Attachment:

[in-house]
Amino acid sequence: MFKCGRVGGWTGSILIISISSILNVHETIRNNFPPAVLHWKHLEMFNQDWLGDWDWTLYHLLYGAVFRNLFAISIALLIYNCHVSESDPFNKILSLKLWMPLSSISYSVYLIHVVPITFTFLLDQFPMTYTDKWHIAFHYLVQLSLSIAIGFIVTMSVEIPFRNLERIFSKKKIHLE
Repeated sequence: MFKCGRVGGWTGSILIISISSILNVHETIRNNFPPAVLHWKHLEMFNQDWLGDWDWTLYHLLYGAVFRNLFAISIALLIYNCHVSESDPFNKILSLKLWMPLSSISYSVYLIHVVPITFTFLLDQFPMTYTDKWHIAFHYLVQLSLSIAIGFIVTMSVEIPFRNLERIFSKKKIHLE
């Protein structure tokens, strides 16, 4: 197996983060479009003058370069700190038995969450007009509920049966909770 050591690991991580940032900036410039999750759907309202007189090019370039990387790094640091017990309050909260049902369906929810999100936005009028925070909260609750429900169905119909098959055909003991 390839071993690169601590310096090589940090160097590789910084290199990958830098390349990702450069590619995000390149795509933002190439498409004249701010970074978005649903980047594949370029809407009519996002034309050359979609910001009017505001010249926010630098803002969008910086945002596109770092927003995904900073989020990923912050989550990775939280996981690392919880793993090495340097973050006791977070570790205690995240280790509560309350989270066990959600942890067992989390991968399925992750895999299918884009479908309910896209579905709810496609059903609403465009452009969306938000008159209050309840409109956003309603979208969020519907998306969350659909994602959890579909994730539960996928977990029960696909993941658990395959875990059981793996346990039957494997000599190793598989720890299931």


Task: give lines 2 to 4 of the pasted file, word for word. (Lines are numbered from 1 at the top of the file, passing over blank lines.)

Amino acid sequence: MFKCGRVGGWTGSILIISISSILNVHETIRNNFPPAVLHWKHLEMFNQDWLGDWDWTLYHLLYGAVFRNLFAISIALLIYNCHVSESDPFNKILSLKLWMPLSSISYSVYLIHVVPITFTFLLDQFPMTYTDKWHIAFHYLVQLSLSIAIGFIVTMSVEIPFRNLERIFSKKKIHLE
Repeated sequence: MFKCGRVGGWTGSILIISISSILNVHETIRNNFPPAVLHWKHLEMFNQDWLGDWDWTLYHLLYGAVFRNLFAISIALLIYNCHVSESDPFNKILSLKLWMPLSSISYSVYLIHVVPITFTFLLDQFPMTYTDKWHIAFHYLVQLSLSIAIGFIVTMSVEIPFRNLERIFSKKKIHLE
């Protein structure tokens, strides 16, 4: 197996983060479009003058370069700190038995969450007009509920049966909770 050591690991991580940032900036410039999750759907309202007189090019370039990387790094640091017990309050909260049902369906929810999100936005009028925070909260609750429900169905119909098959055909003991 390839071993690169601590310096090589940090160097590789910084290199990958830098390349990702450069590619995000390149795509933002190439498409004249701010970074978005649903980047594949370029809407009519996002034309050359979609910001009017505001010249926010630098803002969008910086945002596109770092927003995904900073989020990923912050989550990775939280996981690392919880793993090495340097973050006791977070570790205690995240280790509560309350989270066990959600942890067992989390991968399925992750895999299918884009479908309910896209579905709810496609059903609403465009452009969306938000008159209050309840409109956003309603979208969020519907998306969350659909994602959890579909994730539960996928977990029960696909993941658990395959875990059981793996346990039957494997000599190793598989720890299931």